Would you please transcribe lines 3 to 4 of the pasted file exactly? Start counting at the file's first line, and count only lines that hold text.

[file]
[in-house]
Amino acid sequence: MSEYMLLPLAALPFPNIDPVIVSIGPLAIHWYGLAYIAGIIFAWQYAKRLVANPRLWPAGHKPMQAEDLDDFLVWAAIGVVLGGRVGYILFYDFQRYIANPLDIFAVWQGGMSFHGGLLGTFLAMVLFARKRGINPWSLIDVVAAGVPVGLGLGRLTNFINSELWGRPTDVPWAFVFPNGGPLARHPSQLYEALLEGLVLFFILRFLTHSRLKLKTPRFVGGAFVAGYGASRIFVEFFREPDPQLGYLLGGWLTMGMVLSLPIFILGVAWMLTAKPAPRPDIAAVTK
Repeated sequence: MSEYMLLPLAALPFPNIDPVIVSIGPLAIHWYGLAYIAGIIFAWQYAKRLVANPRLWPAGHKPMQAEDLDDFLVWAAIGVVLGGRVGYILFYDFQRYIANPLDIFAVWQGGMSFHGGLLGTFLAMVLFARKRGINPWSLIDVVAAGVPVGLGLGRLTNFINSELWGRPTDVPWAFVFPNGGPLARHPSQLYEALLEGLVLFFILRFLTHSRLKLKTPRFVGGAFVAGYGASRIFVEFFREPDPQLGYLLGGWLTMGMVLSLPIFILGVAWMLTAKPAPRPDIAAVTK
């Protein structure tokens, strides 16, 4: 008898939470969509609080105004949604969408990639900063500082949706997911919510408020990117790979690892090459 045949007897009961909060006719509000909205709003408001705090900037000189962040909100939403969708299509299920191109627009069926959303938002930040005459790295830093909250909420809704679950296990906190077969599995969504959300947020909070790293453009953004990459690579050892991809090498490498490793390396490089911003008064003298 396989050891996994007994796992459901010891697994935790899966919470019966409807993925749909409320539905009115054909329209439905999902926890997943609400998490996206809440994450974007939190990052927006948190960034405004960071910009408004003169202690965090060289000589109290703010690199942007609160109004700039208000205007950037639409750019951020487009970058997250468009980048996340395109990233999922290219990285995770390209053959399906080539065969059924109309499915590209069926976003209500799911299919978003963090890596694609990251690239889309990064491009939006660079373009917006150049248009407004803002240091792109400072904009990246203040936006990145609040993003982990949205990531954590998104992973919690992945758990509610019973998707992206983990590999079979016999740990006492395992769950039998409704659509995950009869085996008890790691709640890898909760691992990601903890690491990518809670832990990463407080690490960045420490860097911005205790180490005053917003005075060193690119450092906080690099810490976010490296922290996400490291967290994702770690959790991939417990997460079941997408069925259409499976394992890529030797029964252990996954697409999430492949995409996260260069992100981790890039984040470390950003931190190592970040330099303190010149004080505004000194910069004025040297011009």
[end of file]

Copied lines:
Repeated sequence: MSEYMLLPLAALPFPNIDPVIVSIGPLAIHWYGLAYIAGIIFAWQYAKRLVANPRLWPAGHKPMQAEDLDDFLVWAAIGVVLGGRVGYILFYDFQRYIANPLDIFAVWQGGMSFHGGLLGTFLAMVLFARKRGINPWSLIDVVAAGVPVGLGLGRLTNFINSELWGRPTDVPWAFVFPNGGPLARHPSQLYEALLEGLVLFFILRFLTHSRLKLKTPRFVGGAFVAGYGASRIFVEFFREPDPQLGYLLGGWLTMGMVLSLPIFILGVAWMLTAKPAPRPDIAAVTK
């Protein structure tokens, strides 16, 4: 008898939470969509609080105004949604969408990639900063500082949706997911919510408020990117790979690892090459 045949007897009961909060006719509000909205709003408001705090900037000189962040909100939403969708299509299920191109627009069926959303938002930040005459790295830093909250909420809704679950296990906190077969599995969504959300947020909070790293453009953004990459690579050892991809090498490498490793390396490089911003008064003298 396989050891996994007994796992459901010891697994935790899966919470019966409807993925749909409320539905009115054909329209439905999902926890997943609400998490996206809440994450974007939190990052927006948190960034405004960071910009408004003169202690965090060289000589109290703010690199942007609160109004700039208000205007950037639409750019951020487009970058997250468009980048996340395109990233999922290219990285995770390209053959399906080539065969059924109309499915590209069926976003209500799911299919978003963090890596694609990251690239889309990064491009939006660079373009917006150049248009407004803002240091792109400072904009990246203040936006990145609040993003982990949205990531954590998104992973919690992945758990509610019973998707992206983990590999079979016999740990006492395992769950039998409704659509995950009869085996008890790691709640890898909760691992990601903890690491990518809670832990990463407080690490960045420490860097911005205790180490005053917003005075060193690119450092906080690099810490976010490296922290996400490291967290994702770690959790991939417990997460079941997408069925259409499976394992890529030797029964252990996954697409999430492949995409996260260069992100981790890039984040470390950003931190190592970040330099303190010149004080505004000194910069004025040297011009």